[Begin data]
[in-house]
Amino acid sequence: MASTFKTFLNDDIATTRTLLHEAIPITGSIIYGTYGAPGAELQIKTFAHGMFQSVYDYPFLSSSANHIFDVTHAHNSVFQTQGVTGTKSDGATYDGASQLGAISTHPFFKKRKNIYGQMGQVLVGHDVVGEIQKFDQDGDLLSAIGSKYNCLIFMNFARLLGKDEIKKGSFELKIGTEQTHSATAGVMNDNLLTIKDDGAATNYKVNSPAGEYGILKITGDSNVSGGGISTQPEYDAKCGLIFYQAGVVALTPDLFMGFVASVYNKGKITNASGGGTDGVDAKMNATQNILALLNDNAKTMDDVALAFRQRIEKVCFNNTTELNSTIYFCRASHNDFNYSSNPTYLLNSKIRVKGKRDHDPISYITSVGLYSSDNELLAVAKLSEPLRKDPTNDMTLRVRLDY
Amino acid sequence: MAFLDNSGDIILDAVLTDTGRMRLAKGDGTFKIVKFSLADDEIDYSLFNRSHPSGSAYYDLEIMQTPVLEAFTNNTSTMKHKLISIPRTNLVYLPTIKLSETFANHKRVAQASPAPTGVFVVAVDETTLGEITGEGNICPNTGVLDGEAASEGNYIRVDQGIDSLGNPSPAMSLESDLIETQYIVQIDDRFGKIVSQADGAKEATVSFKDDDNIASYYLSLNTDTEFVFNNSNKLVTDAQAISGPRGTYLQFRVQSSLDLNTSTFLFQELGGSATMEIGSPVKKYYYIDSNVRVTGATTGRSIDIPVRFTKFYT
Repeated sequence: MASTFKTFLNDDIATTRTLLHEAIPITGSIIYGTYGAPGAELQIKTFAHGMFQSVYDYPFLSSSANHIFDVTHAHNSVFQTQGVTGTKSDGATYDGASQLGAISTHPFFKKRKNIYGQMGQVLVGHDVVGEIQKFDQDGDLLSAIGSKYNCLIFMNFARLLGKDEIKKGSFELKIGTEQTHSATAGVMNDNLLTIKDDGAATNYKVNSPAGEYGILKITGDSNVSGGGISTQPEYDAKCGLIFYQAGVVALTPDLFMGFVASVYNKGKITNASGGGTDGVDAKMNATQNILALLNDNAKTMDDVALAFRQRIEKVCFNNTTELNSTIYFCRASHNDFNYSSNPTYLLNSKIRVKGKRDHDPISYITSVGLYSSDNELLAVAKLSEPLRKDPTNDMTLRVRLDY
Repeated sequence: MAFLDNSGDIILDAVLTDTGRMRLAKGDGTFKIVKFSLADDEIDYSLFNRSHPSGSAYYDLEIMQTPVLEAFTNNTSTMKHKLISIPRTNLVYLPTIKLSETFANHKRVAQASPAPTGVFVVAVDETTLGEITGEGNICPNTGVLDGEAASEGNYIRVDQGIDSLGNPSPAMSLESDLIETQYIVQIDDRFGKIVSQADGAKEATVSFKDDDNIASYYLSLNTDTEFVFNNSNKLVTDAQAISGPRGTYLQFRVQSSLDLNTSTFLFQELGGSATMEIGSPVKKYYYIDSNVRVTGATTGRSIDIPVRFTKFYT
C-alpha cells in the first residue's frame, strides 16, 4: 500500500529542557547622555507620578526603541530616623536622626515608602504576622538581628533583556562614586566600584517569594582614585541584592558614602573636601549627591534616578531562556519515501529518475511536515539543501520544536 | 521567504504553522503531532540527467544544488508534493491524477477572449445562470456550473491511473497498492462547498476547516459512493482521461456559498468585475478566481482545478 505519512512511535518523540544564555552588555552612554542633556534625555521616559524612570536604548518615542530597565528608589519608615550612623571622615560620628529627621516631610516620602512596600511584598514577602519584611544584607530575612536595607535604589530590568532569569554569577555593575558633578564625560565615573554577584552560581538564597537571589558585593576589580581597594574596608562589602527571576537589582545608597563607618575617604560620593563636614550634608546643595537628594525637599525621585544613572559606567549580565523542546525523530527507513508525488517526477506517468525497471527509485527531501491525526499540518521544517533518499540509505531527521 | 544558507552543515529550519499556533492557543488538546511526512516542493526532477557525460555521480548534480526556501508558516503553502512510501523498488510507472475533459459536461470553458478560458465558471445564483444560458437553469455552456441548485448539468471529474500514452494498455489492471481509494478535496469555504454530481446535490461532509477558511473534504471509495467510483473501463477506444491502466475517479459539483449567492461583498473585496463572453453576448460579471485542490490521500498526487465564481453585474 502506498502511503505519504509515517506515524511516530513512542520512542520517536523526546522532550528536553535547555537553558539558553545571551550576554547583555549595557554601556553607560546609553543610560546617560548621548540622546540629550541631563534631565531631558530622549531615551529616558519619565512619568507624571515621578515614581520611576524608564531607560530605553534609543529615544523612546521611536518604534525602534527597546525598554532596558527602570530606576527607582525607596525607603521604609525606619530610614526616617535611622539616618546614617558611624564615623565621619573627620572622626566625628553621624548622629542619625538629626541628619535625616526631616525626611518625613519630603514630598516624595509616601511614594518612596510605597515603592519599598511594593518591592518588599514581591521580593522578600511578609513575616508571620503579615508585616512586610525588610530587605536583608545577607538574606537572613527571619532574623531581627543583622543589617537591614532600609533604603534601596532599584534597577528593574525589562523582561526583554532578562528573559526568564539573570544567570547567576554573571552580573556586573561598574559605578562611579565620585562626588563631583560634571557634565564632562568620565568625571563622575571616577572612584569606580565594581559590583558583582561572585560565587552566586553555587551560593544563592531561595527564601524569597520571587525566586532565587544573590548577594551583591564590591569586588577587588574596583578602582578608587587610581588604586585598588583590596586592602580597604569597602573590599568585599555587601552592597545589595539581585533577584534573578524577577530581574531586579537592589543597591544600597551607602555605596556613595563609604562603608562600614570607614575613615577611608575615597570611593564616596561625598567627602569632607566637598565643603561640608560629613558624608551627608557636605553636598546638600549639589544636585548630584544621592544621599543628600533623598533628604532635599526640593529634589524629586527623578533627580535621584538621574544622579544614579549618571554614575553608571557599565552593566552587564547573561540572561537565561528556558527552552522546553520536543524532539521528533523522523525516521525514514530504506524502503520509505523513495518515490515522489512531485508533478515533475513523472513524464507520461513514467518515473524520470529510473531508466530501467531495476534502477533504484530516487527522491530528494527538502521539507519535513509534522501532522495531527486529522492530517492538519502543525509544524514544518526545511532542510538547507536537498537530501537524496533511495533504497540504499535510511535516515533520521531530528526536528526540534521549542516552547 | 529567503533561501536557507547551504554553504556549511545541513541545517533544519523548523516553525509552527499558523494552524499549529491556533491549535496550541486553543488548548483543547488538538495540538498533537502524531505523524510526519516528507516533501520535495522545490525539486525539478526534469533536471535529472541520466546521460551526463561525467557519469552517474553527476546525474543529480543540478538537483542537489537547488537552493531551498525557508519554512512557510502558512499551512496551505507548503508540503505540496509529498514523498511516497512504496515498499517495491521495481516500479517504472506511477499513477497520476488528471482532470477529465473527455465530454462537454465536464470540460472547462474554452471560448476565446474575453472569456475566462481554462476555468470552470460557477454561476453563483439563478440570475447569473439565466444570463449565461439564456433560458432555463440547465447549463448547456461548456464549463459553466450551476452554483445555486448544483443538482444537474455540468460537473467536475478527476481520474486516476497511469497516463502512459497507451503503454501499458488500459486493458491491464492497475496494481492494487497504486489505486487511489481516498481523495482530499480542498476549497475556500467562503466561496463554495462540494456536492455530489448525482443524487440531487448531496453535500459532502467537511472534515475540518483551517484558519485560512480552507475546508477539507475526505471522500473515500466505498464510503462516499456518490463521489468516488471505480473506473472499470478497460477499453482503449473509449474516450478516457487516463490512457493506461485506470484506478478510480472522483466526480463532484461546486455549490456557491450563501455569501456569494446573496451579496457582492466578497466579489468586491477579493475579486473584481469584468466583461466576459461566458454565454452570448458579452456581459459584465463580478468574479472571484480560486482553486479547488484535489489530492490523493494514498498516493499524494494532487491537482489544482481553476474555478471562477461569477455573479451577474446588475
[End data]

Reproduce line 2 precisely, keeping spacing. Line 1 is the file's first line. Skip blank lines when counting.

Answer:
Amino acid sequence: MASTFKTFLNDDIATTRTLLHEAIPITGSIIYGTYGAPGAELQIKTFAHGMFQSVYDYPFLSSSANHIFDVTHAHNSVFQTQGVTGTKSDGATYDGASQLGAISTHPFFKKRKNIYGQMGQVLVGHDVVGEIQKFDQDGDLLSAIGSKYNCLIFMNFARLLGKDEIKKGSFELKIGTEQTHSATAGVMNDNLLTIKDDGAATNYKVNSPAGEYGILKITGDSNVSGGGISTQPEYDAKCGLIFYQAGVVALTPDLFMGFVASVYNKGKITNASGGGTDGVDAKMNATQNILALLNDNAKTMDDVALAFRQRIEKVCFNNTTELNSTIYFCRASHNDFNYSSNPTYLLNSKIRVKGKRDHDPISYITSVGLYSSDNELLAVAKLSEPLRKDPTNDMTLRVRLDY